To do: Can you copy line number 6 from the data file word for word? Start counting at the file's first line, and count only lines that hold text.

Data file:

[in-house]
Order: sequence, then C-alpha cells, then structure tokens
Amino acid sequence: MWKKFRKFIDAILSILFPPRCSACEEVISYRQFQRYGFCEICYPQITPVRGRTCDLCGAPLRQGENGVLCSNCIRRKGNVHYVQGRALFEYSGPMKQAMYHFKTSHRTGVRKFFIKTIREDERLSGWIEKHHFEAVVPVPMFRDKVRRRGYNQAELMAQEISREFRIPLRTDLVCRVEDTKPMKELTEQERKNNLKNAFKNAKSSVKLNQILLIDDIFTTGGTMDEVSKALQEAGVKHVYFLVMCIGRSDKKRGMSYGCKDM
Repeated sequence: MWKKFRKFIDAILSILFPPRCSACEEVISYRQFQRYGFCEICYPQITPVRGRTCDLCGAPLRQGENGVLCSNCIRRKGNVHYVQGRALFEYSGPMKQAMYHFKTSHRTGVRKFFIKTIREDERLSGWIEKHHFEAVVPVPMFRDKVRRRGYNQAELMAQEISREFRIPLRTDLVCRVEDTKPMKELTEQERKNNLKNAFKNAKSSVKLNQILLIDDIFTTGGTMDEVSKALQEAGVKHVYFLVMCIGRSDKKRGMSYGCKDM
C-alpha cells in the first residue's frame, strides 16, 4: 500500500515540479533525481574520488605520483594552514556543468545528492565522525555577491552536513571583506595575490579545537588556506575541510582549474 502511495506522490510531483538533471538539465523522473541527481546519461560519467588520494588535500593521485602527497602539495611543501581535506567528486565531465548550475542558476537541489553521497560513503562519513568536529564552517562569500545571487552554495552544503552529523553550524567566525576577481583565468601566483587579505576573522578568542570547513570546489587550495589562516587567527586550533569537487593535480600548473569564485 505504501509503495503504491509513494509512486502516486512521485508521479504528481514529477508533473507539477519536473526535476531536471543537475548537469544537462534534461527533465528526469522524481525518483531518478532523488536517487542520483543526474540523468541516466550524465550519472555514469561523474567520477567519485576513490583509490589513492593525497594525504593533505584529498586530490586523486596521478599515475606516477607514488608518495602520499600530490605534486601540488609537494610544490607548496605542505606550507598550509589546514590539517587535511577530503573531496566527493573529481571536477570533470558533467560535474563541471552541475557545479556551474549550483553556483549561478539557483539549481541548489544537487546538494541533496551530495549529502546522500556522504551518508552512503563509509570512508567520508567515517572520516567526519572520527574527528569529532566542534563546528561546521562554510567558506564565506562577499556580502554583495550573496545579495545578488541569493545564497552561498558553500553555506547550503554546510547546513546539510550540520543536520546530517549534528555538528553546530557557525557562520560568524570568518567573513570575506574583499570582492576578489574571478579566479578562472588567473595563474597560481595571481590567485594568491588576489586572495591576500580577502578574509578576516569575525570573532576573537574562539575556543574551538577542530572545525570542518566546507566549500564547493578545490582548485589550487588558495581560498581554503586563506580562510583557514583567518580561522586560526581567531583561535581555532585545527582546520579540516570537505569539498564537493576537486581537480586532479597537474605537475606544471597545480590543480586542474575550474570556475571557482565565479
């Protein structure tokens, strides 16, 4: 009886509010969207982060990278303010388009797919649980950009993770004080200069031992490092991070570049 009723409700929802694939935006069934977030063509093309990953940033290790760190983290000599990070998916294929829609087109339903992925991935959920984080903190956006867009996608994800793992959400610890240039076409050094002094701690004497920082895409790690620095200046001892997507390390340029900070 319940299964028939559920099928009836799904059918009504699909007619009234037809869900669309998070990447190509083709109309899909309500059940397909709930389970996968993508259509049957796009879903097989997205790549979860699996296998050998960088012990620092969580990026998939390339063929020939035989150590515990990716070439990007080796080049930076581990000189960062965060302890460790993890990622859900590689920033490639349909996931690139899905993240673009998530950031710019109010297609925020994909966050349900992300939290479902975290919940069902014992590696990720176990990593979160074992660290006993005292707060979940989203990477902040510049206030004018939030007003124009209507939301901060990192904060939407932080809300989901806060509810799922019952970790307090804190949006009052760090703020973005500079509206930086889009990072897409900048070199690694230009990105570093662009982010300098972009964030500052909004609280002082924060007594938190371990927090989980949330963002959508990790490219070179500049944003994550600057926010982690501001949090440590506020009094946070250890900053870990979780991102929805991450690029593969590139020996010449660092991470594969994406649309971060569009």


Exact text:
């Protein structure tokens, strides 16, 4: 009886509010969207982060990278303010388009797919649980950009993770004080200069031992490092991070570049 009723409700929802694939935006069934977030063509093309990953940033290790760190983290000599990070998916294929829609087109339903992925991935959920984080903190956006867009996608994800793992959400610890240039076409050094002094701690004497920082895409790690620095200046001892997507390390340029900070 319940299964028939559920099928009836799904059918009504699909007619009234037809869900669309998070990447190509083709109309899909309500059940397909709930389970996968993508259509049957796009879903097989997205790549979860699996296998050998960088012990620092969580990026998939390339063929020939035989150590515990990716070439990007080796080049930076581990000189960062965060302890460790993890990622859900590689920033490639349909996931690139899905993240673009998530950031710019109010297609925020994909966050349900992300939290479902975290919940069902014992590696990720176990990593979160074992660290006993005292707060979940989203990477902040510049206030004018939030007003124009209507939301901060990192904060939407932080809300989901806060509810799922019952970790307090804190949006009052760090703020973005500079509206930086889009990072897409900048070199690694230009990105570093662009982010300098972009964030500052909004609280002082924060007594938190371990927090989980949330963002959508990790490219070179500049944003994550600057926010982690501001949090440590506020009094946070250890900053870990979780991102929805991450690029593969590139020996010449660092991470594969994406649309971060569009």